ISSN 2043-8087
Journal of Experimental Psychopathology
 Volume 3, Issue 2, 189-208, 2012
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Imagery Rescripting as a Therapeutic Technique: Review of Clinical Trials, Basic Studies, and Research Agenda

Authors
Arnoud Arntz
Maastricht University & Netherlands Institute for Advanced Study in the Humanities and Social Sciences

Volume 3, Issue 2, 2012, Pages 189-208
DOI: http://dx.doi.org/10.5127/jep.024211

Abstract
Imagery Rescripting (ImRs) is a therapeutic technique addressing specific memories of earlier experiences associated with present problems. By imagining that the course of events is changed in a more desired direction, powerful therapeutic effects have been found. The interest in and applications of ImRs are quickly increasing. This review discusses clinical studies assessing effects of ImRs, as well as possible processes underlying ImRs, and laboratory studies examining these underlying processes. It is concluded that although research into ImRs is still in its infancy, and many studies have their methodological limitations, results are promising. Therefore a research agenda is sketched, suggesting the next steps in both clinical and fundamental research.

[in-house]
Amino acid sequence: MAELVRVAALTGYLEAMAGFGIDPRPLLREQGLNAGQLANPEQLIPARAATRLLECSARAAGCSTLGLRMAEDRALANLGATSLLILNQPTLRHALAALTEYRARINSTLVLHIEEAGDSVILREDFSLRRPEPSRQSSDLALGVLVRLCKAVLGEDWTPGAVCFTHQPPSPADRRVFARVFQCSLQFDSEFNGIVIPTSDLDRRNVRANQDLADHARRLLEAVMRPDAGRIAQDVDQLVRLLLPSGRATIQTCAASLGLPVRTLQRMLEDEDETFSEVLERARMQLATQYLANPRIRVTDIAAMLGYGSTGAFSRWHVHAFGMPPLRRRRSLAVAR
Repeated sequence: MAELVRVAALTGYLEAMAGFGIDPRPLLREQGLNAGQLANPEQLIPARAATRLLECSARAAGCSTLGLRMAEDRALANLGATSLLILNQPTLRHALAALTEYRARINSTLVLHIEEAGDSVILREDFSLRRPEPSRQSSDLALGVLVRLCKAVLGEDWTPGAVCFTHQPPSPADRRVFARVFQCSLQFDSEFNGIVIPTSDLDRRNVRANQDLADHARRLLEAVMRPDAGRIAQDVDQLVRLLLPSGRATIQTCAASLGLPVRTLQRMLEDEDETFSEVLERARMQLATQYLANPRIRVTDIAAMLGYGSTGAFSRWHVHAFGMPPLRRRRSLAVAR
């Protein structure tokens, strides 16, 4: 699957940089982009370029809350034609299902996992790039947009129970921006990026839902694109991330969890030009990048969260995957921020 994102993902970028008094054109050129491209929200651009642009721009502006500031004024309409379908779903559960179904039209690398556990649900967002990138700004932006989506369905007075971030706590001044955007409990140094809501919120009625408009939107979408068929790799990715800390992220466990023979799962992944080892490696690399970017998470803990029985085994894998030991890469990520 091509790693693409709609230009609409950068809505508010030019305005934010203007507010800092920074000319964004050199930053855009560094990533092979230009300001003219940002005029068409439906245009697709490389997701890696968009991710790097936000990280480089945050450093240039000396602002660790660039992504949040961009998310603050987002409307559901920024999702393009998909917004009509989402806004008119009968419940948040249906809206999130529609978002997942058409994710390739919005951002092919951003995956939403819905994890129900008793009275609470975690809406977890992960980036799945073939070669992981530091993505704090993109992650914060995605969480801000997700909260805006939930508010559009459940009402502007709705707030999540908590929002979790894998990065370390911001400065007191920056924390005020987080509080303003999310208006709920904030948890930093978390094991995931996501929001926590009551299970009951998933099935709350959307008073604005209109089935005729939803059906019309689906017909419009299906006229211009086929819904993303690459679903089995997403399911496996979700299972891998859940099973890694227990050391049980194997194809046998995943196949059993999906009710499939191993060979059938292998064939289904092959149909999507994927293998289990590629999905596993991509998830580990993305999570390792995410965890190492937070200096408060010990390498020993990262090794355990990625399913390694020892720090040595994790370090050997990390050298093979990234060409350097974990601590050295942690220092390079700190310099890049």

Table of Contents
Introduction
Treatment studies
 PTSD
 Social Phobia
 Simple Phobia
 OCD
 Depression
 Bulimia Nervosa (BN)
 Nightmares
 Personality Disorders
 Health Psychology
 Conclusions from treatment studies
Studies into mechanisms
 ImRs compared to other emotion regulation techniques
 Does ImRs change the meaning of unconditioned stimuli?
 ImRs, the processing of traumatic events, and effects on intrusions, meaning and memory
Research Agenda
 Research Agenda for Clinical Applications of ImRs
 Research Agenda for Underlying Mechanisms of ImRs
Discussion
References

Correspondence to
Arnoud Arntz, Clinical Psychological Science, Maastricht University, PO Box 616; 6200 MD Maastricht, the Netherlands.

Keywords
Imagery Rescripting, CBT, memory, classical conditioning, cognitive schemas

Dates
Received 17 Mar 2011; Revised 14 Sep 2011; Accepted 22 Sep 2011; In Press 23 Apr 2012







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